Health and work service

8 September, 2014
by: Cripps

 September 2014

 

Unfortunately, no employer is immune to employee sickness absence. The Office for National Statistics sickness absence report shows that sickness absence increases with age.  With the abolition of the default retirement age, many employers will be faced with an aging workforce and (according to these statistics) potentially an increased rate of employee sickness absence.  With nearly a million employees a year reaching periods of 4 weeks’ sickness absence, an overhaul of the existing sickness absence system was arguably long overdue.

 

Abolition of the Statutory Sick Pay Percentage Threshold Scheme:

A review of sickness absence by the Government was accordingly implemented, with a finding that the SSP Percentage Threshold Scheme (PTS) was outdated, and did nothing to actively promote or support the management of sickness absence and a return to work. 

 

The review recommended the abolition of the PTS, which took effect in April 2014.  This is intended to help fund the new Health and Work Service (HWS). The HWS is expected to launch on a phased basis beginning with the North of England, Midlands and Wales by late 2014, then nationally by May 2015.  This has left many small and medium enterprises in particular without the financial help of the PTS, and no alternative financial aid or otherwise in this respect, for an interim period. 

  
The Health and Work Service:

The aim of the HWS is to provide free, independent work focussed occupational health advice to all employers, and to help employees with a health condition to stay in work / return to work.  It is thought it will especially benefit small and medium enterprises who currently have limited or no in-house occupational health services.

 

Under the HWS, employees will generally be referred by their GPs to the service when they reach or are expected to reach 4 weeks’ sickness absence.  The service will provide:

 

  • an occupational health assessment;
  •  a case manager to support each employee through the assessment process;
  • more general health and work advice for GPs, employers and employees via telephone and a website;
  • a return to work plan which will be shared with the employer and GP; and
  • a tax exemption of up to £500 a year for each employee on payments for medical treatment recommended by the Health and Work Service, or an employer arranged occupational health service. 

 

What does this mean for employers?

Although the government is of the view that this scheme will make savings for employers as a result of reduced sickness absence, a number of potential outstanding issues and considerations for employers remain:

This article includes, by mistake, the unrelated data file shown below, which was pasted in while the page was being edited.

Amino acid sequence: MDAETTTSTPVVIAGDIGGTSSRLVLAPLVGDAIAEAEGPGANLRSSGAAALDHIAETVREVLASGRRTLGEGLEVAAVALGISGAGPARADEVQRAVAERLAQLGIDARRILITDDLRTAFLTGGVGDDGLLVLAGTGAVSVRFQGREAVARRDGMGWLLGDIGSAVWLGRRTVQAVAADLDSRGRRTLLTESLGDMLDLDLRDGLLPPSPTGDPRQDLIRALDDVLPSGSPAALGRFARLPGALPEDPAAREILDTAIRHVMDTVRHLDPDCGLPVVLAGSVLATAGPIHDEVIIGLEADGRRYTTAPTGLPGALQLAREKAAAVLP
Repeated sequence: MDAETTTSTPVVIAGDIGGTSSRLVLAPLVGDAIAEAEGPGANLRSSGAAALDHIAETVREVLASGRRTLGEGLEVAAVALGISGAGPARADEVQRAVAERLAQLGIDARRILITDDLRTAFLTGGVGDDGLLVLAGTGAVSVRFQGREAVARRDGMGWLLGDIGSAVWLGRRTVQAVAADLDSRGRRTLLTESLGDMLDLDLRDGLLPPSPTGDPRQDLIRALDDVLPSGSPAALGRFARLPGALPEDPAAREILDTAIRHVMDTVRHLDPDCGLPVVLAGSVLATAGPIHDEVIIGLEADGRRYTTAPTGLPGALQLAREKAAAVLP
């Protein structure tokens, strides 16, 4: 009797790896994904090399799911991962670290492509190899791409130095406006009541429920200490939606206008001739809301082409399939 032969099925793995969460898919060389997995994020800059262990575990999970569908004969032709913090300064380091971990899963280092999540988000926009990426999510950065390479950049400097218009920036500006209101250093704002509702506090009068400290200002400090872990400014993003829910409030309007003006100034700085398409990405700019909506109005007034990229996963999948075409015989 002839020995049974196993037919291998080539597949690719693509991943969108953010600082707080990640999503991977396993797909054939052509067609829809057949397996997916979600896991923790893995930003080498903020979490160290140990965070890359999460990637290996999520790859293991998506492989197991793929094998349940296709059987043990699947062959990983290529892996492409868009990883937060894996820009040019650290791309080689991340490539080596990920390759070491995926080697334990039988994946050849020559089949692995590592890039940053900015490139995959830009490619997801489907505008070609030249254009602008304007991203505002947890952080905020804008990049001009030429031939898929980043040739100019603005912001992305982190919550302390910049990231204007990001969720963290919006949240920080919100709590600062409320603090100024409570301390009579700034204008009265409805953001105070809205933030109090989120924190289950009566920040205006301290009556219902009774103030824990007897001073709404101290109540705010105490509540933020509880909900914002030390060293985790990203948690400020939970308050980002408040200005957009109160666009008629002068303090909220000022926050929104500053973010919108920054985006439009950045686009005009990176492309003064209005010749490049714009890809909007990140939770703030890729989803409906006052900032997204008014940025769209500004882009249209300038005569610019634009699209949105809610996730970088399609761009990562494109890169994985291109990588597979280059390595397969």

• The scheme may add little benefit for those pro-active employers who already make use of or have an in-house occupational health specialist.  Employers will also need to weigh up whether to wait for a referral by an employee’s GP, or whether to make the referral themselves.  There will only be limited circumstances in which the employer can make the referral to the HWS if the employee’s GP has not done so by the end of the 4 week period.  We are awaiting further guidance as to the limited circumstances in which an employer referral can be made, and what issues will need to be taken into consideration.  
     
  • The referral to the HWS will predominantly be made by GPs where an employee’s absence reaches or is expected to reach 4 weeks.  The system does not appear to cater for situations where an employee has frequent bouts of short term intermittent sickness absence which do not exceed 4 consecutive weeks.  In these scenarios, it may still be necessary for an employer to make its own referral to an occupational health specialist. 

 

  • Employees will have the right to refuse a referral to the HWS.  It is unclear under the HWS system what (if any) ramifications there will be for employees who do not give their consent to a referral, though there are unlikely to be any.

 

  • Similarly, although there is a tax relief of up to £500 each year per employee, there is nothing to force employers to do anything with the advice provided by the occupational health experts, or to pay out for suggested medical treatment.  Where an employer refuses to pay for suggested medical treatment, this could hinder / slow down the return to work and potentially worsen employee / employer relationships.

 

  • The new HWS is likely to give rise to more referrals to occupational health specialists, which in turn is likely to give rise to an increase in suggested medical treatments, to facilitate a return to work.  No doubt this will result in an increased pressure on employers to foot the cost of such treatment, making use of the £500 tax exemption.  Employers will need to be careful when considering whether to pay for such treatments or not, particularly where an employee is disabled and the employer has a duty to make ‘reasonable adjustments’.  This may give rise to increased litigation to ascertain precisely what amounts to a ‘reasonable adjustment’ in this regard. 

 

  • Phased returns to work are notoriously difficult for some employers to accommodate, but are frequently suggested by occupational health specialists.  For employers who have not historically made referrals to occupational health, this may be an unwelcomed proposition.